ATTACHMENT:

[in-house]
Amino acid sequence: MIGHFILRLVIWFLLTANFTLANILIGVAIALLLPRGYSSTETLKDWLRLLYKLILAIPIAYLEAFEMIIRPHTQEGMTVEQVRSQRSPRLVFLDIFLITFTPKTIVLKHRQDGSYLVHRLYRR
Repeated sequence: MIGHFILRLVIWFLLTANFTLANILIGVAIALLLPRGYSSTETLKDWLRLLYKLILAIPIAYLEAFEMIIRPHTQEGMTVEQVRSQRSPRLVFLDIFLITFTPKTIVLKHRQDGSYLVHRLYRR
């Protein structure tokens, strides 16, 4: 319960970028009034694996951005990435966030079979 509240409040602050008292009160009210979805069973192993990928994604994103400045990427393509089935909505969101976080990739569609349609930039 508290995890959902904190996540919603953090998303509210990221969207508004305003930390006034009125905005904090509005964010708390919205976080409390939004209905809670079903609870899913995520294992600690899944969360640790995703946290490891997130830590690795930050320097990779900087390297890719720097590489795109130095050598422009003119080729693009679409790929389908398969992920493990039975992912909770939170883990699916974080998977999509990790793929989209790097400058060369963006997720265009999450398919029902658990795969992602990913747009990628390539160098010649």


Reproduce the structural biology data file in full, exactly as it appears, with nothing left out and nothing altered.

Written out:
[in-house]
Amino acid sequence: MIGHFILRLVIWFLLTANFTLANILIGVAIALLLPRGYSSTETLKDWLRLLYKLILAIPIAYLEAFEMIIRPHTQEGMTVEQVRSQRSPRLVFLDIFLITFTPKTIVLKHRQDGSYLVHRLYRR
Repeated sequence: MIGHFILRLVIWFLLTANFTLANILIGVAIALLLPRGYSSTETLKDWLRLLYKLILAIPIAYLEAFEMIIRPHTQEGMTVEQVRSQRSPRLVFLDIFLITFTPKTIVLKHRQDGSYLVHRLYRR
């Protein structure tokens, strides 16, 4: 319960970028009034694996951005990435966030079979 509240409040602050008292009160009210979805069973192993990928994604994103400045990427393509089935909505969101976080990739569609349609930039 508290995890959902904190996540919603953090998303509210990221969207508004305003930390006034009125905005904090509005964010708390919205976080409390939004209905809670079903609870899913995520294992600690899944969360640790995703946290490891997130830590690795930050320097990779900087390297890719720097590489795109130095050598422009003119080729693009679409790929389908398969992920493990039975992912909770939170883990699916974080998977999509990790793929989209790097400058060369963006997720265009999450398919029902658990795969992602990913747009990628390539160098010649």